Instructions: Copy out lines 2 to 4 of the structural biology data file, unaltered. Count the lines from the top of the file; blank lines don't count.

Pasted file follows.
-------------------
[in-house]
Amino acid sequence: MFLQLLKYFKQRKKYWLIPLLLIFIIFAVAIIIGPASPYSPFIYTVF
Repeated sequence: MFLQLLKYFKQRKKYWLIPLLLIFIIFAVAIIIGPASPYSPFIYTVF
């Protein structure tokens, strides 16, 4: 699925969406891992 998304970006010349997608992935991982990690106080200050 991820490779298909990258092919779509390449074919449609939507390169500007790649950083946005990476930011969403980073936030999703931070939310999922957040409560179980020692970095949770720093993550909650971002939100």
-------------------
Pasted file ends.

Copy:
Amino acid sequence: MFLQLLKYFKQRKKYWLIPLLLIFIIFAVAIIIGPASPYSPFIYTVF
Repeated sequence: MFLQLLKYFKQRKKYWLIPLLLIFIIFAVAIIIGPASPYSPFIYTVF
């Protein structure tokens, strides 16, 4: 699925969406891992 998304970006010349997608992935991982990690106080200050 991820490779298909990258092919779509390449074919449609939507390169500007790649950083946005990476930011969403980073936030999703931070939310999922957040409560179980020692970095949770720093993550909650971002939100």